I would say that the Belt and Road Initiative will be the game-changer and a major engine that can energize not only the Hong Kong economy but the global economy.
Spanning over 60 countries and a population of 4.4 billion, and covering over 30% of the world’s GDP, this grand development concept can invigorate the global economy by building connectivity to integrate Asia with Europe and beyond in physical, economic and social terms.
For Hong Kong, we can take advantage of this initiative to turn a new page for our economy if we play our cards right.
How can Hong Kong benefit from the Belt and Road?
If we look at physical infrastructure as the initial element to kick-start the Belt and Road process, we can consider a few factors that work in our favour:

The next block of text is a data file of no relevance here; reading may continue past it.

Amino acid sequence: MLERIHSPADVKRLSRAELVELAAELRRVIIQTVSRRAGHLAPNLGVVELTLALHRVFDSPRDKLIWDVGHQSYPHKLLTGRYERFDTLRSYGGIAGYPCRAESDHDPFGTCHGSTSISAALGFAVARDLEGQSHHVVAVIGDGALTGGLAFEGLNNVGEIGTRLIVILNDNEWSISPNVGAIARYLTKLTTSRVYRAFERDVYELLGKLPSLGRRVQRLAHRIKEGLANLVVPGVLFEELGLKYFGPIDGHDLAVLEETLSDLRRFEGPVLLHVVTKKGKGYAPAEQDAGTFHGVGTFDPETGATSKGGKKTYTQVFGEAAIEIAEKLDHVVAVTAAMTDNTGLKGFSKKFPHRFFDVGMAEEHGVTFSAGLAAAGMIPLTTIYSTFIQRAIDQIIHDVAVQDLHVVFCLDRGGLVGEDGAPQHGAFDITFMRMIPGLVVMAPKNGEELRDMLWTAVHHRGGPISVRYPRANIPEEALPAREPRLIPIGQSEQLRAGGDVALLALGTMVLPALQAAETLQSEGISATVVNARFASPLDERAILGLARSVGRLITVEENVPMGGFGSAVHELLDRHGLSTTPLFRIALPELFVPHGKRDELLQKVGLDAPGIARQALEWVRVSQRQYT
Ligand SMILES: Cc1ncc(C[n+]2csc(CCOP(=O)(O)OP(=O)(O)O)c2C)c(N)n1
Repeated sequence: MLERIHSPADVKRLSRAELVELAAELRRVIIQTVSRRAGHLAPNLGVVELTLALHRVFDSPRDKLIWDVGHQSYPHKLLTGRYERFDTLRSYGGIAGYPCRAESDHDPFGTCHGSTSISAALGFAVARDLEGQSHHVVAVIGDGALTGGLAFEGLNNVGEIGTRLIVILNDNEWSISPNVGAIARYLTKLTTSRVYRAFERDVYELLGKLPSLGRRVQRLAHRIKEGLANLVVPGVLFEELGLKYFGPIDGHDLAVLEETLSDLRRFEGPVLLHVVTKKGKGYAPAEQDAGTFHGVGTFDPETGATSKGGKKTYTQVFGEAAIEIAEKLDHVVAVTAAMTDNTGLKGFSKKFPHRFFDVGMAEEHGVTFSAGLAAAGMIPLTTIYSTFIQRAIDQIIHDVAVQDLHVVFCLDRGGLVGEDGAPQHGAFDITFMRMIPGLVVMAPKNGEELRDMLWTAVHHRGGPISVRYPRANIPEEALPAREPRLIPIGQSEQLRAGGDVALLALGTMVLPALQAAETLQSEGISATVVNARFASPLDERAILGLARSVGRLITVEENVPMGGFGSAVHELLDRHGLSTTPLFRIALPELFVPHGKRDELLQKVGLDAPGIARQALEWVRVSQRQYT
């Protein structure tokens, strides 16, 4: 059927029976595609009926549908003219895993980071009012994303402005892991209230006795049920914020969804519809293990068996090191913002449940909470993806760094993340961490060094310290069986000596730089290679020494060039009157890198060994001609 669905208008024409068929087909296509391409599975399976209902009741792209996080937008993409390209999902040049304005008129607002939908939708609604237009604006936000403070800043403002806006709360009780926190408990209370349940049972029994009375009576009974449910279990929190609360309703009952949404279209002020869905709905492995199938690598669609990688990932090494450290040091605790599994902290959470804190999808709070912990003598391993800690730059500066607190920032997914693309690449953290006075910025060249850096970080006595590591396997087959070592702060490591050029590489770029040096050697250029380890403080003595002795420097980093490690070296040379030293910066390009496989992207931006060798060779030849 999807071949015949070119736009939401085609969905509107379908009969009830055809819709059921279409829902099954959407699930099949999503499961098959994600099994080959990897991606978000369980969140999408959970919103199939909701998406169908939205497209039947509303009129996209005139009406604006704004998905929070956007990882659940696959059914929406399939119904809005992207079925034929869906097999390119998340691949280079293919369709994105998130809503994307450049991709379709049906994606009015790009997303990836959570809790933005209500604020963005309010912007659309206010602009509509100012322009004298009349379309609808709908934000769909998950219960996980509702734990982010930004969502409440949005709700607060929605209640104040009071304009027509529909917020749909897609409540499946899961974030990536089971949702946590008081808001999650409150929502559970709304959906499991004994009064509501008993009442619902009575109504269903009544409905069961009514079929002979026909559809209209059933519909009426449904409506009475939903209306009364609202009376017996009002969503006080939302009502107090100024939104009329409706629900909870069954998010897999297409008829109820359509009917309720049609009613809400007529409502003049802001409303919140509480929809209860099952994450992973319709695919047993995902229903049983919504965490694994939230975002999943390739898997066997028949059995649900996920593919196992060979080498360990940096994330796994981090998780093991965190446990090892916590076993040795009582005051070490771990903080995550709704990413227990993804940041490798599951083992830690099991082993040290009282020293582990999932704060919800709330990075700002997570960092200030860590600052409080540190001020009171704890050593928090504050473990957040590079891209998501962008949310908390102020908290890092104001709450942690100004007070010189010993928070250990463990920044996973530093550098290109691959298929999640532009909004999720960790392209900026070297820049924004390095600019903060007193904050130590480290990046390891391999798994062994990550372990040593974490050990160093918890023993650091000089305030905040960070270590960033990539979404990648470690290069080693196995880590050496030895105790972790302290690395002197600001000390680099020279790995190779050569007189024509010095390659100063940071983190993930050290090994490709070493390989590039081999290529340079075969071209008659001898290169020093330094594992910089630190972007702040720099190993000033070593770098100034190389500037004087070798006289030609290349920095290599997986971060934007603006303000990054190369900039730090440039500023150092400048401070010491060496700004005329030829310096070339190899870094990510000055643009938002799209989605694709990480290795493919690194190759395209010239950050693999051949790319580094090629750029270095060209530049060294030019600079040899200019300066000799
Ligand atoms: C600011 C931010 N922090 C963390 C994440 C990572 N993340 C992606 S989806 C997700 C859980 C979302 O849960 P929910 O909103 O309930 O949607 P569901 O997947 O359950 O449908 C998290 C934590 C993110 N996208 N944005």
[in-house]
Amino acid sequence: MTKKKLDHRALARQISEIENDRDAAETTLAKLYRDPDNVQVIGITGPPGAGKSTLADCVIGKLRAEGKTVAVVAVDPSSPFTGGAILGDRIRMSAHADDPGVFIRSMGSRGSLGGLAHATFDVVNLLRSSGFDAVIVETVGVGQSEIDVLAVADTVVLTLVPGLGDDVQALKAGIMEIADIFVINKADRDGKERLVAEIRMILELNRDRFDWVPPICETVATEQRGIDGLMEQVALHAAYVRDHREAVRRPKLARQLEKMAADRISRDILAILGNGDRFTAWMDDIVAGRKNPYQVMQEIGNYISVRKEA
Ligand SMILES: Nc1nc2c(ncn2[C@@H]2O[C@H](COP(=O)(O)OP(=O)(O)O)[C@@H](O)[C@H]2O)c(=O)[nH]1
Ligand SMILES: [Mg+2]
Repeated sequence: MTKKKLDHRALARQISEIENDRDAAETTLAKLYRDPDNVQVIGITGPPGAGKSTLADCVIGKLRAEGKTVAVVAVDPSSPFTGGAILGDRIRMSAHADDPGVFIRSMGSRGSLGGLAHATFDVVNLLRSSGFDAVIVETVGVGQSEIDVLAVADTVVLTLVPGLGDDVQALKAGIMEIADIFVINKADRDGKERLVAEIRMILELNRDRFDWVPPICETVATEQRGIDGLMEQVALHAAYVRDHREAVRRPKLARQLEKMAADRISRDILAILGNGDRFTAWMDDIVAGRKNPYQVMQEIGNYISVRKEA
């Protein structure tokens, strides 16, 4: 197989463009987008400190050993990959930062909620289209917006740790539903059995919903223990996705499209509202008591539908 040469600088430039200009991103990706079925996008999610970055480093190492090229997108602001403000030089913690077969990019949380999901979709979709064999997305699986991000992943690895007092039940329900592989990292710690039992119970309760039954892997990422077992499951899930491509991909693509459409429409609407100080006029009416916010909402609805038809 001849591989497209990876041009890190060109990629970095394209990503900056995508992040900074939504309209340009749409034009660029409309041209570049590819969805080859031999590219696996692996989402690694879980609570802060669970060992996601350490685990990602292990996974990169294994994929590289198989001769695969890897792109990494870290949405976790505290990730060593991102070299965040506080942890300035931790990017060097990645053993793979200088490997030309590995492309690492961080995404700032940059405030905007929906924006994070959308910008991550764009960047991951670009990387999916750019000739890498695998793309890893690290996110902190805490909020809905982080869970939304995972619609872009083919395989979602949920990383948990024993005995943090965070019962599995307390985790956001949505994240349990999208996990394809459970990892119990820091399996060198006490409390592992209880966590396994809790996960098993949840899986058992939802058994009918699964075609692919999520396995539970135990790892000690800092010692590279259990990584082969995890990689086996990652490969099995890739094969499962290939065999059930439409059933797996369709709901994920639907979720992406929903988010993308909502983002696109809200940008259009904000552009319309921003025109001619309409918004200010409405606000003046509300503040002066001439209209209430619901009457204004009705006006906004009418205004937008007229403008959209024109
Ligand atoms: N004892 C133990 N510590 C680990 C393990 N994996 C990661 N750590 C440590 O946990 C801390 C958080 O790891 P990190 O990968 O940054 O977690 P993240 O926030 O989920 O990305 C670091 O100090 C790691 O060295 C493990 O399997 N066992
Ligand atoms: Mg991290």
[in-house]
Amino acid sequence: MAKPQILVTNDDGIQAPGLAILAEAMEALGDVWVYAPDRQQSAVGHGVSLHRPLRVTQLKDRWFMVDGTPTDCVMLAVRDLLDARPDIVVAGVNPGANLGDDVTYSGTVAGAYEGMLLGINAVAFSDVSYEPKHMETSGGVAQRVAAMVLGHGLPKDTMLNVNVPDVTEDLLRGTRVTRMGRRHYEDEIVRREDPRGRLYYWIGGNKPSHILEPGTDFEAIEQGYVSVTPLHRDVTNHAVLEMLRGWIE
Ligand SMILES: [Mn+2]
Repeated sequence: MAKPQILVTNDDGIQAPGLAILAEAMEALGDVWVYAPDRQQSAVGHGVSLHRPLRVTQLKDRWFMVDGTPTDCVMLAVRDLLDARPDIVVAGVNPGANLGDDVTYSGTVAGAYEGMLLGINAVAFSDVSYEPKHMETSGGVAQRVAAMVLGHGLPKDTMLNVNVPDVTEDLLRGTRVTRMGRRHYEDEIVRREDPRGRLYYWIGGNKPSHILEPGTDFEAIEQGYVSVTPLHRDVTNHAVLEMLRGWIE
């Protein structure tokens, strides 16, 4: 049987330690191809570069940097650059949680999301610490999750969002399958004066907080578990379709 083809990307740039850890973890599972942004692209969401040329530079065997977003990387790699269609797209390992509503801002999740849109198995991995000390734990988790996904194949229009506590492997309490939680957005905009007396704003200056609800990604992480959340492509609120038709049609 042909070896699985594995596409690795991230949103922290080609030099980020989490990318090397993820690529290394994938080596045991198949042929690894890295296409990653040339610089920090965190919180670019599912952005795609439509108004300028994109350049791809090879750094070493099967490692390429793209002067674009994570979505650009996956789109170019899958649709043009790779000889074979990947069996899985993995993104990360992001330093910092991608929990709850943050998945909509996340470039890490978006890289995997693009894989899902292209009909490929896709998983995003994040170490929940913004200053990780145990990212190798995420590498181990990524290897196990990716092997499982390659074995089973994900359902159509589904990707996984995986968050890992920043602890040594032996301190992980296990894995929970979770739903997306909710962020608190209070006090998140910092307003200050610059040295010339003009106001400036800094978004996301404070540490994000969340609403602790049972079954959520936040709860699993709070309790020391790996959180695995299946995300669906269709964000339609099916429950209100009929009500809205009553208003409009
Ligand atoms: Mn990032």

First, the size of the pie: Management consulting firm PwC forecasts by 2025, annual global spend on infrastructure will reach US$9 trillion, with Belt and Road nations such as Asia and Central and Eastern Europe taking up US$5 trillion a year. (PwC Capital project and infrastructure spending Outlook to 2025)
Secondly, the involvement of China: Chinese enterprises last year (2015) invested around US$14.8 billion in 49 countries related to the Belt and Road, many of these on infrastructure and related areas like telecoms, utilities, machinery and others. (MOFCOM, Jan 18, 2016)
Then there’s the Hong Kong factor: we are the largest offshore RMB centre, and the lion’s share of China’s outbound investment is channeled through Hong Kong – even 2 years ago it was already almost 60% (57.8%). As the Chinese government continues to expand its bilateral agreements with Belt and Road countries, more ODI will be generated from the resulting investments, offering huge potential for our financial markets.